Generally, a short sale property is a good idea for all parties involved. It often provides a better outcome for borrowers, investors, and communities, instead of letting the homeowner go into foreclosure. For the homeowner, avoiding foreclosure will help protect their credit score and mortgage debt.
Due to the complexity of short sales, and the significant time required, these transactions are not as popular. Mortgage company servicers historically choose to pursue foreclosure instead.
The time and people needed to make a short sale work can prevent a short sale transaction (even if it would have provided a substantially better outcome for everyone).
Short sales can be more popular during unique circumstances. For example, most lenders are more willing to make a reasonable short sale during financial and housing market crises.
You must be able to show specific criteria to sell a home in a short sale. You, as the mortgage owner or borrower, generally must be able to demonstrate:
- You are unable to pay the mortgage.
- You are currently experiencing a financial hardship.
- There is an involuntary loss of income.
- There is a divorce (with one spouse in the home who cannot afford the mortgage payments).
- An injury or illness prevents you from paying the mortgage.
These are all common financial hardship reasons to ask for a short sale. Explaining the reason to your lender is sometimes called a “hardship letter.”
Some lenders require the homeowner to take certain steps before they can make a short sale:
- Attempt to do a loan modification.
- Submit various forms and other documentation.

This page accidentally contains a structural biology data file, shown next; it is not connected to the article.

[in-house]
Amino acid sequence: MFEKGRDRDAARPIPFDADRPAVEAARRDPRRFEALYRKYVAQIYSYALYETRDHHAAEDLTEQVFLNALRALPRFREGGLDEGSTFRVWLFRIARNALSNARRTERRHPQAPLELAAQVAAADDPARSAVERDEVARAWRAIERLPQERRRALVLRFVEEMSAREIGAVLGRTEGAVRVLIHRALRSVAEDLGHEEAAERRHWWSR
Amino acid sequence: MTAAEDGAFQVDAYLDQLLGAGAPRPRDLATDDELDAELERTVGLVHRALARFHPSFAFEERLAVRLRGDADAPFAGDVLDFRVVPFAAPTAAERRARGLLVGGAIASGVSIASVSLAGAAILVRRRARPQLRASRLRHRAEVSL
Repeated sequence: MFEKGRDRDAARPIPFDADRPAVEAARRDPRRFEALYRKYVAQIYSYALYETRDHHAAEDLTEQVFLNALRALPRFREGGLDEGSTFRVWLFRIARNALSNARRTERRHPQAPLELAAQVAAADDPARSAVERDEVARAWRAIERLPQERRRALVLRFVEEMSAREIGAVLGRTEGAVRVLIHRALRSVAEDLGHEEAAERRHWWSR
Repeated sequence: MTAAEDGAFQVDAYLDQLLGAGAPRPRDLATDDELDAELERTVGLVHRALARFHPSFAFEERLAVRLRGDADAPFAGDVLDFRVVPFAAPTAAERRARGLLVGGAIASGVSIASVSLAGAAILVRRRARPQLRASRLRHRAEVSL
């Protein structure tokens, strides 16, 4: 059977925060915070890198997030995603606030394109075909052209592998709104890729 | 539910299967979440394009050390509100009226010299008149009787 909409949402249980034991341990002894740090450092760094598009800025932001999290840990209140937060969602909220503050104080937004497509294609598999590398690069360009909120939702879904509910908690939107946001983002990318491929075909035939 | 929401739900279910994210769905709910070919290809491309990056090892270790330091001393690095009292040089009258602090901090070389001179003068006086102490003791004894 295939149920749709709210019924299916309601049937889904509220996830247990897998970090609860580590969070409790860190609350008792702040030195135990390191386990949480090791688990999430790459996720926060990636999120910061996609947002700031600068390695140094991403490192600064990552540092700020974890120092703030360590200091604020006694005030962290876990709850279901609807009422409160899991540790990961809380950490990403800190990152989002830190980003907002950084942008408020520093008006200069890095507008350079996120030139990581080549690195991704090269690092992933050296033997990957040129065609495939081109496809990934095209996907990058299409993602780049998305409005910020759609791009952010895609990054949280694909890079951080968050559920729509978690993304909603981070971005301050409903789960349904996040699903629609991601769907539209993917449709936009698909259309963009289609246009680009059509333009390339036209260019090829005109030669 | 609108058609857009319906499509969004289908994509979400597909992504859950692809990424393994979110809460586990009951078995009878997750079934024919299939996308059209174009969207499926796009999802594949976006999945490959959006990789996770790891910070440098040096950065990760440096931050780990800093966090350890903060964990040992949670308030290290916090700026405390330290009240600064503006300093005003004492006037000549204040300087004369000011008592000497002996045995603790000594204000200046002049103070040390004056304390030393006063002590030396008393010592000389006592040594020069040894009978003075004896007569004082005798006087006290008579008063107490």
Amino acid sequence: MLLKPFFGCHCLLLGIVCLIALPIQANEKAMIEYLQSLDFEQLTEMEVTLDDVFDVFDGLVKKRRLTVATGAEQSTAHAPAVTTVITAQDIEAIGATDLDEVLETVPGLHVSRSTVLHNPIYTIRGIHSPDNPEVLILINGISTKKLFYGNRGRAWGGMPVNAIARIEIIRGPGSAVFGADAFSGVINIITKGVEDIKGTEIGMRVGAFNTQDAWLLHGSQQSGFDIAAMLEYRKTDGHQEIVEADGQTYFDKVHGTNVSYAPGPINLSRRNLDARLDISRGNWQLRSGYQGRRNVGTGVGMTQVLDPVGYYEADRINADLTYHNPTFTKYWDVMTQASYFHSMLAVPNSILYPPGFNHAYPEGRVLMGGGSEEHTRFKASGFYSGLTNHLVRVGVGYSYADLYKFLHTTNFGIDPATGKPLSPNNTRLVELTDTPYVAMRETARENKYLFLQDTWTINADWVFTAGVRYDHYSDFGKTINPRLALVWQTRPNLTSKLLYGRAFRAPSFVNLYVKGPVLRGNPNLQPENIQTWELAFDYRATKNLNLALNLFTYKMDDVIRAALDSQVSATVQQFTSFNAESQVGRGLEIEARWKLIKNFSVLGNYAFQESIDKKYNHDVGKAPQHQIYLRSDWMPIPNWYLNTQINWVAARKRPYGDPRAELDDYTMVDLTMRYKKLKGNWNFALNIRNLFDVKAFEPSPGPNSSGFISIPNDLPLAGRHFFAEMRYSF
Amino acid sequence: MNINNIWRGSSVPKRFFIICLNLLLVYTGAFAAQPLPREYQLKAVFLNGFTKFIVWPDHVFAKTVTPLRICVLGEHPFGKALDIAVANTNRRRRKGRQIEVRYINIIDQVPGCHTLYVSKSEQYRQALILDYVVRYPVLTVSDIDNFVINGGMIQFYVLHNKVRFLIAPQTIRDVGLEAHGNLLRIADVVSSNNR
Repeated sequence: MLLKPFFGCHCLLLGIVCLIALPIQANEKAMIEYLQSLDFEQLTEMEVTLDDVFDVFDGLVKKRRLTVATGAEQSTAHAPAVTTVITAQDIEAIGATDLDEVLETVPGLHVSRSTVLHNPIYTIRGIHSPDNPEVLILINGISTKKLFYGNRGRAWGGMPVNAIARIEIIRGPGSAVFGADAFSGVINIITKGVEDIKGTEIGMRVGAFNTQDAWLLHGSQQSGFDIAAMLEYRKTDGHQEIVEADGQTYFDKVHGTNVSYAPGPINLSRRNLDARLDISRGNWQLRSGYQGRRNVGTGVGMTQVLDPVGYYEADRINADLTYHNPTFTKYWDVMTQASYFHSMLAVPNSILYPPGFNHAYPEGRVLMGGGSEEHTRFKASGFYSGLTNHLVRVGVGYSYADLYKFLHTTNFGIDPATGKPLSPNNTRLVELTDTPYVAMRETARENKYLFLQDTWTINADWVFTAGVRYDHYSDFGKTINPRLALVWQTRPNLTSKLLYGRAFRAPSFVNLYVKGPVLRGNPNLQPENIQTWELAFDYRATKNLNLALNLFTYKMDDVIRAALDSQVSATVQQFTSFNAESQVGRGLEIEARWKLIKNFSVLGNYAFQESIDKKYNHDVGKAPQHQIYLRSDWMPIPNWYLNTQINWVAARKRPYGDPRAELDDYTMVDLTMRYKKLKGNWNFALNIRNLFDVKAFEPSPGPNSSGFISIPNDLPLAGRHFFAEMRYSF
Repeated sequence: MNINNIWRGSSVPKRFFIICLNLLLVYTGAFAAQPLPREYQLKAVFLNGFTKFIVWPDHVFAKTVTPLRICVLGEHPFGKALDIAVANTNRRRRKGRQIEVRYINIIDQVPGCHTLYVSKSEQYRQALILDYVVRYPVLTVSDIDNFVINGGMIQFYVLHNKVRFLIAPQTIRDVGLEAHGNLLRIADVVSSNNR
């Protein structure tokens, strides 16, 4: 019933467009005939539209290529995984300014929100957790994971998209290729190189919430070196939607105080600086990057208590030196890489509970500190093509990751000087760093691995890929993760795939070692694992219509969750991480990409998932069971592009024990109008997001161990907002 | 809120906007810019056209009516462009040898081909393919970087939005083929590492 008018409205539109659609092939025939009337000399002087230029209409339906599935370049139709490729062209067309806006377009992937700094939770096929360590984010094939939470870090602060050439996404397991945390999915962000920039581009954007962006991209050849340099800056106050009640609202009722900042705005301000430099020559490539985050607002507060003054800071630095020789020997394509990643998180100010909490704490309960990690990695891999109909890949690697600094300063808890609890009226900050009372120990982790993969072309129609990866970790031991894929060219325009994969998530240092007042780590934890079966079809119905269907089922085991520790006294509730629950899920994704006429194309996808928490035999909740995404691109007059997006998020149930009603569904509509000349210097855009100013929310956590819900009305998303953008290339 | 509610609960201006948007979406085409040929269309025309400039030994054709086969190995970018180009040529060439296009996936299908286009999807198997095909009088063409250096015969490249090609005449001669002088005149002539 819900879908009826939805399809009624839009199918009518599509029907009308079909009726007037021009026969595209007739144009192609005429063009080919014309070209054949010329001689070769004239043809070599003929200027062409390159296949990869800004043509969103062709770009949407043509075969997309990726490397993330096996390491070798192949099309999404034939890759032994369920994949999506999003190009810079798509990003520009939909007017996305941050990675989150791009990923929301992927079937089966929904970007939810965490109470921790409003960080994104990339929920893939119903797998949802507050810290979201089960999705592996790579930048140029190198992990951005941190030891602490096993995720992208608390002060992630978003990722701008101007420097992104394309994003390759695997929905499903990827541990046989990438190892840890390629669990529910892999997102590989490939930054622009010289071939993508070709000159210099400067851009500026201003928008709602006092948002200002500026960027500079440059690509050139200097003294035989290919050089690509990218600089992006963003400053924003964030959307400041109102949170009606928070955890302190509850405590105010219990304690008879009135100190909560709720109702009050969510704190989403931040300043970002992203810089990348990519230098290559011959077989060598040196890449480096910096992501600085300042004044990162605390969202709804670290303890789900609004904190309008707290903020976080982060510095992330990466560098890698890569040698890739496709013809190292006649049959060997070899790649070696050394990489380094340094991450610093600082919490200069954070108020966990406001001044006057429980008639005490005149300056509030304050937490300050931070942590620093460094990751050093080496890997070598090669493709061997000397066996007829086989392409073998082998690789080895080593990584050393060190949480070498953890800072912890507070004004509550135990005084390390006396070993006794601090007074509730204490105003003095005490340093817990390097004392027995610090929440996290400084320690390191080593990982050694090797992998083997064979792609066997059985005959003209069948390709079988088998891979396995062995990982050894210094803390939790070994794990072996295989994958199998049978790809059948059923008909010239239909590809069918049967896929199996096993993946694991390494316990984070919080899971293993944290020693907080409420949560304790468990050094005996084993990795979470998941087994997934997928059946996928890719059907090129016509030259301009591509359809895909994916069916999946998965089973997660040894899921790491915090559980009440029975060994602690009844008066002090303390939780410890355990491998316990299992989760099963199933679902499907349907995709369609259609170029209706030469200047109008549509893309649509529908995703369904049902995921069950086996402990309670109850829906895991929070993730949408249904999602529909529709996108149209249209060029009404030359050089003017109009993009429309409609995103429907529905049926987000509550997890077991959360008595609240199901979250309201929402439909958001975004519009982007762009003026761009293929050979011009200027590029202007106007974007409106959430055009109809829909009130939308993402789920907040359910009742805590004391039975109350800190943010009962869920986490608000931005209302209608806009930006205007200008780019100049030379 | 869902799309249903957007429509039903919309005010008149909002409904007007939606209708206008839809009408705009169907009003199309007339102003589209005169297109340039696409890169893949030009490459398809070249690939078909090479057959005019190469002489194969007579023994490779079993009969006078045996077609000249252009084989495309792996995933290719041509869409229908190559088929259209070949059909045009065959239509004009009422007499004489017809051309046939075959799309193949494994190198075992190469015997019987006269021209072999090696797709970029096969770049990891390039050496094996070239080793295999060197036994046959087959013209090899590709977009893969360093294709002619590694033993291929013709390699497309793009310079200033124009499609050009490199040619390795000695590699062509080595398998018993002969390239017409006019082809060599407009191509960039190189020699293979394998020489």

These steps will help the lender determine whether you and your property qualify for a short sale.
You should research your rights under the Home Affordable Foreclosure Alternatives (HAFA) Program. Under this program, a homeowner may qualify for a short sale.
This program is sponsored by the government as part of the Making Home Affordable Program. HAFA gives homeowners and lenders a financial incentive from the government to make short sales of “delinquent” properties or homes behind on payments.
The H.A.F.A. program was specifically created to help homeowners who do not qualify for a trial mortgage modification. This modification is part of the Making Home Affordable Program. It is also intended to help people who: did not complete a trial loan modification period successfully. This usually means you missed at least two payments in a row during the trial modification period.
H.A.F.A. may be available to homeowners who are behind on their mortgage and simply request a short sale under the program. You could qualify for up to $3,000 to help with relocation costs. This is an added benefit for some homeowners after selling your house in a short sale under H.A.F.A.
To know if you can make a short sale under H.A.F.A., you should contact your lender to discuss the qualifications.
The length of a short sale depends on:
- Your lender’s requirements.
- Qualifying for special government-sponsored programs (that focus on helping homeowners avoid foreclosure).
For example, the Foreclosure Alternative Program (part of the Making Home Affordable Program) gives borrowers 90 days to market and sell the property. More time is often allowed based on local market conditions.
The seller must follow criteria to get this time before a short sale offer:
- List the property with a licensed realtor.
- The realtor is experienced selling properties in the neighborhood.
- You and your realtor actively market to home buyers.
Marketing your short sale home can happen at the same time as the foreclosure process. This is called being in pre-foreclosure. While this is worrying to homeowners, no foreclosure sale can take place during this marketing period. The exact timeframe will be specified in the short sale agreement.
As long as the homeowner is acting “in good faith” to sell the property, the foreclosure will not happen; however, to ensure servicers and borrowers move quickly to complete the short sale, a mortgage company may impose reasonable time limits to the marketing period.
Any home can be sold as a short sale if the mortgage lender agrees to it. Typically the house or homeowner also must clear:
- Junior liens.
- Mortgages (this happens when you and the lender agree on a sale price and the home sells).